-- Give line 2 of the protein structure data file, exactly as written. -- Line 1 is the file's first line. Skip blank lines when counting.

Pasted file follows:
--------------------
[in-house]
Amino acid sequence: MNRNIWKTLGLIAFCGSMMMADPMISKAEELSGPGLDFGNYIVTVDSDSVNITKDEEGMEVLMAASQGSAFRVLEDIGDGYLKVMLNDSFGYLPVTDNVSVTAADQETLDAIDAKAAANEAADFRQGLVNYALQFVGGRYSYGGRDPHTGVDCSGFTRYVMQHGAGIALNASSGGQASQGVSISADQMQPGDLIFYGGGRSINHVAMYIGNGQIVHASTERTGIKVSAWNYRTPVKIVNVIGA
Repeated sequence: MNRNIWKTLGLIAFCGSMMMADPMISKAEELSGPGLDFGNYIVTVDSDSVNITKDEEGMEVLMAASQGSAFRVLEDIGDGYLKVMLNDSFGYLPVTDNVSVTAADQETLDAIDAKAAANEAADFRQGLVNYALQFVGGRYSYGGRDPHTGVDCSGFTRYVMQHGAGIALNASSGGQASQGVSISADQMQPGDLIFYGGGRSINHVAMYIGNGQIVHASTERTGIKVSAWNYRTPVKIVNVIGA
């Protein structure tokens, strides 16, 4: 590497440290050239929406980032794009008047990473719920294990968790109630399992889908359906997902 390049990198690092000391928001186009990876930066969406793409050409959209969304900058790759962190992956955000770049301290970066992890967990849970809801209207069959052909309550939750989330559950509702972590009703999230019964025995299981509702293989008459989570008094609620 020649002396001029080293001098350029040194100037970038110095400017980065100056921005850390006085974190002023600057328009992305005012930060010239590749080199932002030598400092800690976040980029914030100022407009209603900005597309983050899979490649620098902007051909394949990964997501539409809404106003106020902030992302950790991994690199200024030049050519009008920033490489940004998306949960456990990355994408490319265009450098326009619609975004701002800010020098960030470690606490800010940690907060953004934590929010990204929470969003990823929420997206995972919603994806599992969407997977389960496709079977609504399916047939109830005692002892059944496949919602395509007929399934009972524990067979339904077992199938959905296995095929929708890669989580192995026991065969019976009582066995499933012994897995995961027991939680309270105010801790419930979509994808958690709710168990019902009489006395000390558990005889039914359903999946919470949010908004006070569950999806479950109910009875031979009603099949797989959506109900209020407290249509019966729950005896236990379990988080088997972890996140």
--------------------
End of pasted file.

Amino acid sequence: MNRNIWKTLGLIAFCGSMMMADPMISKAEELSGPGLDFGNYIVTVDSDSVNITKDEEGMEVLMAASQGSAFRVLEDIGDGYLKVMLNDSFGYLPVTDNVSVTAADQETLDAIDAKAAANEAADFRQGLVNYALQFVGGRYSYGGRDPHTGVDCSGFTRYVMQHGAGIALNASSGGQASQGVSISADQMQPGDLIFYGGGRSINHVAMYIGNGQIVHASTERTGIKVSAWNYRTPVKIVNVIGA